• Tu Jhoothi Main Makkaar did well, giving Ranbir Kapoor his second consecutive success after last year’s hit Brahmastra. Shraddha Kapoor returned after a hiatus of four years. Its budget prevented a super-hit status.
  • Chatterjee Versus Norway did well by its smaller (budget and scale) standards, becoming a profitable venture for its makers and distributors.
  • Zara Hatke Zara Bachke, until now, has collected over Rs. 80 crore in India, and will end up as an average runner, if we include non-theatrical revenues.
  • Satyaprem Ki Katha, despite its flaws, is being endorsed by audiences. As a trade analyst notes, “The famine of movies in theatres, as well as the subject of date-rape that resonates with the youth, mixed with song-and-dance, has found support from the audience.”
  • English films like Fast X, Spider-Man: Across the Spider-Verse and more, dubbed or in the original versions, have all done quite well. Regional films like Ponniyin Selvan 2 and Varisu have done well in their respective home markets but not in Hindi.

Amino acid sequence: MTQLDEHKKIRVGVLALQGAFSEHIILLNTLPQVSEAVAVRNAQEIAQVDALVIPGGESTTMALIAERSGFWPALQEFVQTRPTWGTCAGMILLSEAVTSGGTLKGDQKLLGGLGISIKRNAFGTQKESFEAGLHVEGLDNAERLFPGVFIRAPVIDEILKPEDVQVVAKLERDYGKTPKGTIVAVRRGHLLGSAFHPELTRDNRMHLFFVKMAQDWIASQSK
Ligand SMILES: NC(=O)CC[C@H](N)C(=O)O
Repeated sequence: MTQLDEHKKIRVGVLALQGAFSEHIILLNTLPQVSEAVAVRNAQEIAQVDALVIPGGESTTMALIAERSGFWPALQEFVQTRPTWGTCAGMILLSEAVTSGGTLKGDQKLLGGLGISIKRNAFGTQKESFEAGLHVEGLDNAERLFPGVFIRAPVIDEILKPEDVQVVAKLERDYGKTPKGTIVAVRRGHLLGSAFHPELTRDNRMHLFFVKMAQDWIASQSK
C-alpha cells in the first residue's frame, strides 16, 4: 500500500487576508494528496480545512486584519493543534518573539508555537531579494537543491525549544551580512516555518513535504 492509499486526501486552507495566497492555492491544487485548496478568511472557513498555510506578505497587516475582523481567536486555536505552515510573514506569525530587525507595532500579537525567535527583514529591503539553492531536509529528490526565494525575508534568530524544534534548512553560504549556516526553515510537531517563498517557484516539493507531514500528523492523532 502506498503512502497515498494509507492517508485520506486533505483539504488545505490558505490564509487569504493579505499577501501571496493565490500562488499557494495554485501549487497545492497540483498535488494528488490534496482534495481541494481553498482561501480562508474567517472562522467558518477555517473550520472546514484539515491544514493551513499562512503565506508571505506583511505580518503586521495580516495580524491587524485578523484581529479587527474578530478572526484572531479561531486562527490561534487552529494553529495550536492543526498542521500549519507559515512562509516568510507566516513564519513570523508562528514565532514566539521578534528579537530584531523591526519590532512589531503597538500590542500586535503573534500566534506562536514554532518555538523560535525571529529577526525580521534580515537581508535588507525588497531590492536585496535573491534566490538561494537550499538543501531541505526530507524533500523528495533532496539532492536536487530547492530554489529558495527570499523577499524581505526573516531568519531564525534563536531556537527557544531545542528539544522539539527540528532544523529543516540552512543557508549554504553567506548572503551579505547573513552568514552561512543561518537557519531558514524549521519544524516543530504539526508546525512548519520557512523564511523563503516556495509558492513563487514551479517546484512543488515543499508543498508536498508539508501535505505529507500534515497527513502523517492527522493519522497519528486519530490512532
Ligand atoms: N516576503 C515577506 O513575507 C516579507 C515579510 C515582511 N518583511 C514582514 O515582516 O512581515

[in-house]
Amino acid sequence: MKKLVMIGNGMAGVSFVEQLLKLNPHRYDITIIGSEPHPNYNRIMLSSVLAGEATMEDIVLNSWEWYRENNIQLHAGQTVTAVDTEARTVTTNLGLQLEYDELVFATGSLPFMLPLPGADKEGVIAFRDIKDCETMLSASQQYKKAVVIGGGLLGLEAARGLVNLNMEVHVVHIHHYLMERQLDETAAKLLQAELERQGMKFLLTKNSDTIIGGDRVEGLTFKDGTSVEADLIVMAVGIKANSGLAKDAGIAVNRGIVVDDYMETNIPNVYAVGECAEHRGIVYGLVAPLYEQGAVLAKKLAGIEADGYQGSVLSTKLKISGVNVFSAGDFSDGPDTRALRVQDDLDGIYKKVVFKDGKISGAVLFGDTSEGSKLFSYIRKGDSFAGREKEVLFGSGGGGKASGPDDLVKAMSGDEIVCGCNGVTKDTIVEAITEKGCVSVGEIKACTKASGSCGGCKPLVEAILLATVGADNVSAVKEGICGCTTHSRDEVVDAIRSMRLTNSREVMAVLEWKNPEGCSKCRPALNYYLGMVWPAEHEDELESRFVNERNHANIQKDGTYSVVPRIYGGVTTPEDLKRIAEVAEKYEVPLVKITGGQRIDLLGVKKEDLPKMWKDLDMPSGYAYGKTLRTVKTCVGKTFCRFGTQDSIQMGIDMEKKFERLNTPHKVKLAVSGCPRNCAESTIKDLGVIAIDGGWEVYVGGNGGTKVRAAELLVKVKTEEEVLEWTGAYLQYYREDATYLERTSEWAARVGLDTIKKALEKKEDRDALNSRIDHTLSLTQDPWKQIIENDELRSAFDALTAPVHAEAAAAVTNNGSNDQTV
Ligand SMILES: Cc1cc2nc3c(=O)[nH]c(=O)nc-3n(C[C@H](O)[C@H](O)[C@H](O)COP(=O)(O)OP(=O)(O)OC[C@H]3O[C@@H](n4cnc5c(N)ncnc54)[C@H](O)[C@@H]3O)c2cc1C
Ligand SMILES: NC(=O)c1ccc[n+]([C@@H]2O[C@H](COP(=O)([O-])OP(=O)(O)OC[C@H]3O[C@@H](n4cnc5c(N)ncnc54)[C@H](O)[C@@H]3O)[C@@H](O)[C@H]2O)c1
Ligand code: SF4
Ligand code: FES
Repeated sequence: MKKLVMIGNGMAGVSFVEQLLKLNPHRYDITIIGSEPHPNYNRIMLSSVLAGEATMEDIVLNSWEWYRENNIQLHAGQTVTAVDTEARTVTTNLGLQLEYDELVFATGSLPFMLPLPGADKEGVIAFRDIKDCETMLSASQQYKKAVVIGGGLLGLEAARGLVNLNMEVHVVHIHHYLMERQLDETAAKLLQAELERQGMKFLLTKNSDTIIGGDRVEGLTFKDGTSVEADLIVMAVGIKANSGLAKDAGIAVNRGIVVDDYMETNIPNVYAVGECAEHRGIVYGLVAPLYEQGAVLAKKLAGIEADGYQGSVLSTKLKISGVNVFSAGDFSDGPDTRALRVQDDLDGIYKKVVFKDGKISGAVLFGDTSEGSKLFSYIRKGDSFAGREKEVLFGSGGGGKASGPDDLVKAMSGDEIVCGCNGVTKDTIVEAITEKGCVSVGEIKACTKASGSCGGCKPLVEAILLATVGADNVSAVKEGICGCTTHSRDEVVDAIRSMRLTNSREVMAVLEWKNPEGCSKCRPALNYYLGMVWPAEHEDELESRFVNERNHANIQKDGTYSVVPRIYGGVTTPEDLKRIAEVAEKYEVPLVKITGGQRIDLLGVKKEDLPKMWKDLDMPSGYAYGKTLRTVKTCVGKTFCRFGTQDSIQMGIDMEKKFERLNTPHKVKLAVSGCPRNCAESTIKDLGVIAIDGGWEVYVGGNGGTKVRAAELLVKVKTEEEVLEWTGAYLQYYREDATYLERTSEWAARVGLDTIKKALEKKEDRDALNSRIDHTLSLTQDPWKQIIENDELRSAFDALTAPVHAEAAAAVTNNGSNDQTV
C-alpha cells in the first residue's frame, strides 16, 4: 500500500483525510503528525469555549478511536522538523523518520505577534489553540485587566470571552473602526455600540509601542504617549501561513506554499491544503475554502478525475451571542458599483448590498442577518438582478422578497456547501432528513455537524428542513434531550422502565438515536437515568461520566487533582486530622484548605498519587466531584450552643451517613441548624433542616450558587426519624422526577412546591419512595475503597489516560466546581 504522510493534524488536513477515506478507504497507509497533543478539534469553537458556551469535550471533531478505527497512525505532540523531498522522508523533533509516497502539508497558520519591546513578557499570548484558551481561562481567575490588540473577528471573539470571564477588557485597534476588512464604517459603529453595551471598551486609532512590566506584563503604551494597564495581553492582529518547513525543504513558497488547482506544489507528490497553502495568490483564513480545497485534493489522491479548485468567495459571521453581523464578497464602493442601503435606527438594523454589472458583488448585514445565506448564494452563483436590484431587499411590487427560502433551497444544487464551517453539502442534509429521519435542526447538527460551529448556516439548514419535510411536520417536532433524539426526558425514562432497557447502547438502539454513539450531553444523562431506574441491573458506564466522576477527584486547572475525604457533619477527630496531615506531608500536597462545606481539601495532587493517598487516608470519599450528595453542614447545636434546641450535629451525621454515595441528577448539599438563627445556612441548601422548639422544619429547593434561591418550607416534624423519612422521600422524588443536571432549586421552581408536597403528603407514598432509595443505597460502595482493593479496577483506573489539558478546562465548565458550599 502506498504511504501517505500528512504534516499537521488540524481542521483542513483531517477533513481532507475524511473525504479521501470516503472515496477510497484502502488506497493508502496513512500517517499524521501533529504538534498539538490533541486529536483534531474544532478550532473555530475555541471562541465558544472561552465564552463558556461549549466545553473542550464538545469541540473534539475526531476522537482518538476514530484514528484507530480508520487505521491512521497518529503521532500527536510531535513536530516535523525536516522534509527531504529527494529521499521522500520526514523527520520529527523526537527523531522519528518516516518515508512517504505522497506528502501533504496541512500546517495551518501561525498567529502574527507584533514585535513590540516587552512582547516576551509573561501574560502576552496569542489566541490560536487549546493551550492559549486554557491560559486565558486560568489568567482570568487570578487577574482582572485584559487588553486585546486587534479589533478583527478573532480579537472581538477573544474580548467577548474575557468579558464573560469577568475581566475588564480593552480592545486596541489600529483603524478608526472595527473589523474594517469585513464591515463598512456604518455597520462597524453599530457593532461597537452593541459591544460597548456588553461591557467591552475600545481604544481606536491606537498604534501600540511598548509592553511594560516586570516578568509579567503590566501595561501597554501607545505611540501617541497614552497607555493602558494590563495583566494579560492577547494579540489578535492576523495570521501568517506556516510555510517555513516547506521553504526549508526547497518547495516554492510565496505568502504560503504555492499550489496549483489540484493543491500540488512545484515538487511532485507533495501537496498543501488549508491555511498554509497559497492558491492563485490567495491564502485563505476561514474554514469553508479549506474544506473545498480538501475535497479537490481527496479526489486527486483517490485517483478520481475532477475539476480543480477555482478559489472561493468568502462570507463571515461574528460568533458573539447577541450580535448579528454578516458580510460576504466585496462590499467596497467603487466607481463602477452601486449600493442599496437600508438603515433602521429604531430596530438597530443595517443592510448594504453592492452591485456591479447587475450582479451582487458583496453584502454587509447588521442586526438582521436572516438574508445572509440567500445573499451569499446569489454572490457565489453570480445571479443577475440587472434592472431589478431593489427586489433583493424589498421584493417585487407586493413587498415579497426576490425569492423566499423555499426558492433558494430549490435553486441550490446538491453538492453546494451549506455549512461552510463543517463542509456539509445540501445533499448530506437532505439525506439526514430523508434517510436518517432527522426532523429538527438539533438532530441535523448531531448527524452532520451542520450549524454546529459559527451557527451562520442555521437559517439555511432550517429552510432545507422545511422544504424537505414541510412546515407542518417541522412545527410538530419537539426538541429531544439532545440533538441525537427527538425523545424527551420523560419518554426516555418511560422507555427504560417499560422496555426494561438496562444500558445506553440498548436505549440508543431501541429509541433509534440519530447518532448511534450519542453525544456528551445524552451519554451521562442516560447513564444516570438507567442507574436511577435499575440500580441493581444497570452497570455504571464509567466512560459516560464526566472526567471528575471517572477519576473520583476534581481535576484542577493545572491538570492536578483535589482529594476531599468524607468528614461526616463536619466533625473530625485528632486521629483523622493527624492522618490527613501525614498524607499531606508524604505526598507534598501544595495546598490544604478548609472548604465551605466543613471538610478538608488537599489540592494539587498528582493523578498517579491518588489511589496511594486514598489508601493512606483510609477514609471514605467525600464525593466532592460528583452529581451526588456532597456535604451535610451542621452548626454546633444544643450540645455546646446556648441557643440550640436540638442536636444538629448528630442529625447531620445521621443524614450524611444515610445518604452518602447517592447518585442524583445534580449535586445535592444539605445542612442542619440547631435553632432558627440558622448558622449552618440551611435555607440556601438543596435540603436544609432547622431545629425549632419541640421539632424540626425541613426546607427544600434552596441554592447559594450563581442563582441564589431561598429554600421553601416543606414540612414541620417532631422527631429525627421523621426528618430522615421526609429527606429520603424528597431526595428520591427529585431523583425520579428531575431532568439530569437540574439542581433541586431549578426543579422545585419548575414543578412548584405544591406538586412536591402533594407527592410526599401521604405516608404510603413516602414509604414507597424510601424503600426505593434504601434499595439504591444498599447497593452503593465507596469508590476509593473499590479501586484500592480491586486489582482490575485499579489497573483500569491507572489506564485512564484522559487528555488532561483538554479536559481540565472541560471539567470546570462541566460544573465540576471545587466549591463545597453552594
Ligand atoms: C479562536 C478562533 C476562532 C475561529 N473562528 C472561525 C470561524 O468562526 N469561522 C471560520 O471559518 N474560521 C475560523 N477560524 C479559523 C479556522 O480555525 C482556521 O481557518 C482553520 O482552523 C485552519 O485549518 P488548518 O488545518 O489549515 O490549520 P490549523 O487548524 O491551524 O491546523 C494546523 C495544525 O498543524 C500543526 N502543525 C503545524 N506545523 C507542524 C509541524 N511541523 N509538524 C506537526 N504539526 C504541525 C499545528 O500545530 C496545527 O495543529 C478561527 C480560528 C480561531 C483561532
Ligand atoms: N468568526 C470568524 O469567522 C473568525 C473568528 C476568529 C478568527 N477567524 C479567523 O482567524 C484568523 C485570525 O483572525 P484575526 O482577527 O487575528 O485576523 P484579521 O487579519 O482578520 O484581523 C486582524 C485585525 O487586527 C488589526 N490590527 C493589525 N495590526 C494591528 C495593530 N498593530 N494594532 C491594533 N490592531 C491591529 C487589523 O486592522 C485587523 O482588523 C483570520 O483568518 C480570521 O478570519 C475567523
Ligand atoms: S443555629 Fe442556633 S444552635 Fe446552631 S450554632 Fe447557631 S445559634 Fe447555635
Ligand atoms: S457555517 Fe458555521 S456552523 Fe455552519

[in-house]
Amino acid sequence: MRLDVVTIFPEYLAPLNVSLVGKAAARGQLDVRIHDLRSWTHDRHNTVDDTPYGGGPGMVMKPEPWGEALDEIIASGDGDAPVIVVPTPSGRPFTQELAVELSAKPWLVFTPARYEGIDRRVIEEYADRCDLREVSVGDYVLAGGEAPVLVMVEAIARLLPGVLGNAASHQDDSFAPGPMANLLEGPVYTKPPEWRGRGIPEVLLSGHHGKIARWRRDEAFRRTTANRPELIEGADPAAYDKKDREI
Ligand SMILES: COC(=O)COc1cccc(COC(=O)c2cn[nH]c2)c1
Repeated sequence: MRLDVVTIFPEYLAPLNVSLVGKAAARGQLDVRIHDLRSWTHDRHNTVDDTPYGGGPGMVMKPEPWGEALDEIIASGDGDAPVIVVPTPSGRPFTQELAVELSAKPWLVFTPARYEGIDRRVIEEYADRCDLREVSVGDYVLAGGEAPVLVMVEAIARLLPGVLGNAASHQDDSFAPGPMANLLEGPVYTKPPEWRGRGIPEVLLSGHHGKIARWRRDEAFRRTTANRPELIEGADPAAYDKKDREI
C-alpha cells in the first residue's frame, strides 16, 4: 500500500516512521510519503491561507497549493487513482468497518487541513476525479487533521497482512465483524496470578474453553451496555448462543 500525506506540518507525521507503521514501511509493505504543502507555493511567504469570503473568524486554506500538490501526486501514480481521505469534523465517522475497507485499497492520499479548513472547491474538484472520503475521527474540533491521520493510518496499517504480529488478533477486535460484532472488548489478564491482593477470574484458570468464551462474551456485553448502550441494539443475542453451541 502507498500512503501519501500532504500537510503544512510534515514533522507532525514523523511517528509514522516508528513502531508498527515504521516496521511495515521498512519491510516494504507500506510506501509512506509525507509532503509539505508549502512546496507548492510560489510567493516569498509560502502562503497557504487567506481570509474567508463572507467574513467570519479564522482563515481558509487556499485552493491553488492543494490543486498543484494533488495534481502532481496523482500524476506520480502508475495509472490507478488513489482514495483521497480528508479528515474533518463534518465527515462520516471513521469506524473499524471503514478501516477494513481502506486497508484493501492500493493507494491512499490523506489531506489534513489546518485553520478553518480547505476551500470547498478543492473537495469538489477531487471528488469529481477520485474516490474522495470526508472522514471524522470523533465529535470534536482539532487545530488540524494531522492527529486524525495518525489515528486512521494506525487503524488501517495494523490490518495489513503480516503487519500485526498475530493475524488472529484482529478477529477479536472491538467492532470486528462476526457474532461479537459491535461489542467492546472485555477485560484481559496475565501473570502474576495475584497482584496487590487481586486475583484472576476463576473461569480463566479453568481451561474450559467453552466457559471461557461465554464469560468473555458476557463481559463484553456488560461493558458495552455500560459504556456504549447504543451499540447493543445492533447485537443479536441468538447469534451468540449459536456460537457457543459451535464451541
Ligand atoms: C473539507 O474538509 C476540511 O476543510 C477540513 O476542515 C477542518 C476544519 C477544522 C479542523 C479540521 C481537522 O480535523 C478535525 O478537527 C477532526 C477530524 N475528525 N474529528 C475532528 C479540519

• There have been less than 20 other theatrical releases—an all-time and alarming low!—with filmmakers being cautious as well as confused. Of these, even some good films (Bad Boy, Jogira Sara Ra Ra, Gumraah) have failed to lure the audience.
  • The OTT space fared modestly better, with Kathal and Mission Majnu being the standout movies and Chor Nikal Ke Bhaga being a good watch tpp. The most-hyped was Sirf Ek Bandaa Kaafi Hai, which was remarkable mainly for leading man Manoj Bajpayee’s performance. Gulmohar was also hyped beyond its cinematic merits.
  • Pan-Indian (dubbed) South Indian movies fared calamitously without exception, including Ponniyin Selvan 2, Shaakuntalam, Varisu and Underworld Ka Kabzaa. They mirrored the similar poor fates of the remakes in Hindi (Kisi Ka Bhai Kisi Ki Jaan, Bholaa, Selfiee, Shehzada and the decent Bad Boy and Gumraah). Yes, the South bubble seemed to have burst!